Integrating UMDNJ and Rutgers: The Opportunities and Challenges Ahead and What It Means for New Jersey Residents
A conversation with Chris Molloy, interm provost for biomedical and health sciences at Rutgers
This summer – a year after Gov. Chris Christie signed sweeping higher education reform legislation – a new Rutgers University will be born with the integration of most of the schools and institutes that make up the University of Medicine and Dentistry of New Jersey. Christopher J. Molloy, Rutgers’ interim provost for biomedical and health sciences is leading the day-to-day activities surrounding integration. It is an undertaking he admits has led to some fatigue and sleepless nights.
But Molloy, a molecular and cellular pharmacologist who has served as dean of the Rutgers Ernest Mario School of Pharmacy, worked in research, management and drug discovery – and received his undergraduate degree from the Rutgers College of Pharmacy and his Ph.D. from the Rutgers/UMDNJ Joint Graduate Program in Toxicology – says the birth of the new, more comprehensive Rutgers University will bring a higher level of prestige to the state, attract more revenue through grants and partnerships, and provide students greater academic opportunities.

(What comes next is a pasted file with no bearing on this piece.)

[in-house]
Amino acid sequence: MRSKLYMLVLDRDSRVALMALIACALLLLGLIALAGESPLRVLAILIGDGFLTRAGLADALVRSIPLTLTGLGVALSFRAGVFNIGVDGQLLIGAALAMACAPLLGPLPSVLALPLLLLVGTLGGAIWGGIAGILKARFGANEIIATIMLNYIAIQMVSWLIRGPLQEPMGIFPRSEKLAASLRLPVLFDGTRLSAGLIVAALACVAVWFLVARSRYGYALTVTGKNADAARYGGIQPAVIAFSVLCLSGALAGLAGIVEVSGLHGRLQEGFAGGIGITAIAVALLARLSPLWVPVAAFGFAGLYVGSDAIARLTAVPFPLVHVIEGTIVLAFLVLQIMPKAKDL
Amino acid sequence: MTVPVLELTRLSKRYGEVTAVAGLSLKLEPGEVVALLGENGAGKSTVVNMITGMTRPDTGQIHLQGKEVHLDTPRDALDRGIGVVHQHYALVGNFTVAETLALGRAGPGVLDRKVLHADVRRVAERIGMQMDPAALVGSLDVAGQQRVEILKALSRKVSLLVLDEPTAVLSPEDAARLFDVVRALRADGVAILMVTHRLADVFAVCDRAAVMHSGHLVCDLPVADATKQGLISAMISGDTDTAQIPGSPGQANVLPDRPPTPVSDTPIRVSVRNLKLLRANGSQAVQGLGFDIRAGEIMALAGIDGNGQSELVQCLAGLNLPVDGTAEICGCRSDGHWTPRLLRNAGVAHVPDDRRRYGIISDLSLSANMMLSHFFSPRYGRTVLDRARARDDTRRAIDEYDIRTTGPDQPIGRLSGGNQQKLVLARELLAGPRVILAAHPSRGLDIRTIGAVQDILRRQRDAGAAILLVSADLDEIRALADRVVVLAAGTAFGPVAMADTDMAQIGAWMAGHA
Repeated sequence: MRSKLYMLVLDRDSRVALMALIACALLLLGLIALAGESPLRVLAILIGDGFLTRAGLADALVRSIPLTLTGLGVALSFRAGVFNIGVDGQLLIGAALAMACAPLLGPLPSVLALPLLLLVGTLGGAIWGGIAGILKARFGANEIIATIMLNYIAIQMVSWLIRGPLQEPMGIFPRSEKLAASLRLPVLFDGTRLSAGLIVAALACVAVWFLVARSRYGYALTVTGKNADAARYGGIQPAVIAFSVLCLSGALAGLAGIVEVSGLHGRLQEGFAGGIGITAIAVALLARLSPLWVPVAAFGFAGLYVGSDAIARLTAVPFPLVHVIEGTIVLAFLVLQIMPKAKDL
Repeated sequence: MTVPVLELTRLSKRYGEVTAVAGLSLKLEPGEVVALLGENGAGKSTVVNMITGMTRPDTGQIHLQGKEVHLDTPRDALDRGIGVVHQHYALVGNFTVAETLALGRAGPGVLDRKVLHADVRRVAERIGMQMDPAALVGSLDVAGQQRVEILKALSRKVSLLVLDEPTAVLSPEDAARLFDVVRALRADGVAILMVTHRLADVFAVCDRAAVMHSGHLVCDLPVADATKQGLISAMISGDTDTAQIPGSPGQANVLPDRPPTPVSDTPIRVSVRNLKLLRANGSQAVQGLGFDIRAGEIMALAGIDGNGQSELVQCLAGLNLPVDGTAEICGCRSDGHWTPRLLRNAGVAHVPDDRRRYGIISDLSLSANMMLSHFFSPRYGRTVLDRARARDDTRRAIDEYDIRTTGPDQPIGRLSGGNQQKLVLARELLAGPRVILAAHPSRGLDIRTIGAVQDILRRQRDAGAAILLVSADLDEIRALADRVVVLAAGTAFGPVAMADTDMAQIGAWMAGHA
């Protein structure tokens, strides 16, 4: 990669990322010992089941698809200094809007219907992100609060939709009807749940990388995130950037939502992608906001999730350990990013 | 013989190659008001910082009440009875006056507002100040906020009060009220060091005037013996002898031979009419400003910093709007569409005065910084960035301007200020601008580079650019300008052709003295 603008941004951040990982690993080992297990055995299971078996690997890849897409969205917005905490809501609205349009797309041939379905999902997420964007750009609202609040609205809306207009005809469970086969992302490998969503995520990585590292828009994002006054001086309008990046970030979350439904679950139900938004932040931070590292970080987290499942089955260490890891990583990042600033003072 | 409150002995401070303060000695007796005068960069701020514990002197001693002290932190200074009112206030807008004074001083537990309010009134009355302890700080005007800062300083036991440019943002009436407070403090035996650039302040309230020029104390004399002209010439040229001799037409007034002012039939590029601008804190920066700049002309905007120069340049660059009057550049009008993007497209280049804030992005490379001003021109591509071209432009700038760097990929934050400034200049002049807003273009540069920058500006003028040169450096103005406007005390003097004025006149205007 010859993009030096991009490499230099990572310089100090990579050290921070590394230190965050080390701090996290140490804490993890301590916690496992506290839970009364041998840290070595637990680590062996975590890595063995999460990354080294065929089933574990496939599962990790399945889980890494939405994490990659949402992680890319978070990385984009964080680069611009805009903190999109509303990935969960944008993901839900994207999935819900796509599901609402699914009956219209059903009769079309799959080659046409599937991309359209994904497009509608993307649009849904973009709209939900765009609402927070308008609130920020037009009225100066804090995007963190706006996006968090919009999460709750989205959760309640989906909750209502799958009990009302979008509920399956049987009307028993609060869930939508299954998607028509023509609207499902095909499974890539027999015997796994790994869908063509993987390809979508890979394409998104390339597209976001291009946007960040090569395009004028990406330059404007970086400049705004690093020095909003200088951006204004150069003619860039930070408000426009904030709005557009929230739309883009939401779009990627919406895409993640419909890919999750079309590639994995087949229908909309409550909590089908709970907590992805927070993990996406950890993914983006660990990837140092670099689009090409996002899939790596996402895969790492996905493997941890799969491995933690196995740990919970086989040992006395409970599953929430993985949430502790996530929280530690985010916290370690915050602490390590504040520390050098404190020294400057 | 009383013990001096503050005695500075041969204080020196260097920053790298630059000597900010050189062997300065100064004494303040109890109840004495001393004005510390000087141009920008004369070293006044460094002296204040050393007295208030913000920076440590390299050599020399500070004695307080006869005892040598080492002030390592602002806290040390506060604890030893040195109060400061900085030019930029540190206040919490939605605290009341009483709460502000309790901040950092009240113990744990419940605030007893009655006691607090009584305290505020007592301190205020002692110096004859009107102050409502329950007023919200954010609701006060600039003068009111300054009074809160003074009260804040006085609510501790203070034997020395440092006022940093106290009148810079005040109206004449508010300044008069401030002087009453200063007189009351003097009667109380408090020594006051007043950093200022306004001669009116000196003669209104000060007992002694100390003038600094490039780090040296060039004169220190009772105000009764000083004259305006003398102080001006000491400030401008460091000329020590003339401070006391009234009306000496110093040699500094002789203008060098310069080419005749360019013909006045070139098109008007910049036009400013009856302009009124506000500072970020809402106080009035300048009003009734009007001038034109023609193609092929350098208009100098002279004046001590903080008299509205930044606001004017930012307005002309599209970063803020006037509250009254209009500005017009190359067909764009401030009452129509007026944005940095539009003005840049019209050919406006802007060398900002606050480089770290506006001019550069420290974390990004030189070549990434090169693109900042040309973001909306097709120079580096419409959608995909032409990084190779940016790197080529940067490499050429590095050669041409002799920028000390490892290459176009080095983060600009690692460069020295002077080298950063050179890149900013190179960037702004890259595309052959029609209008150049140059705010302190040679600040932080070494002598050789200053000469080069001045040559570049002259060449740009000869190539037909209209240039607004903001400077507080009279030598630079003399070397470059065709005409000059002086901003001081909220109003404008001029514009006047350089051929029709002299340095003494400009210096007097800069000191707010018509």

Rutgers Today sat down with Molloy to talk about what has occurred since the New Jersey Medical and Health Sciences Education Restructuring Act was signed into law by Gov. Chris Christie in August and to learn more about what integration means to the Rutgers community and New Jersey residents.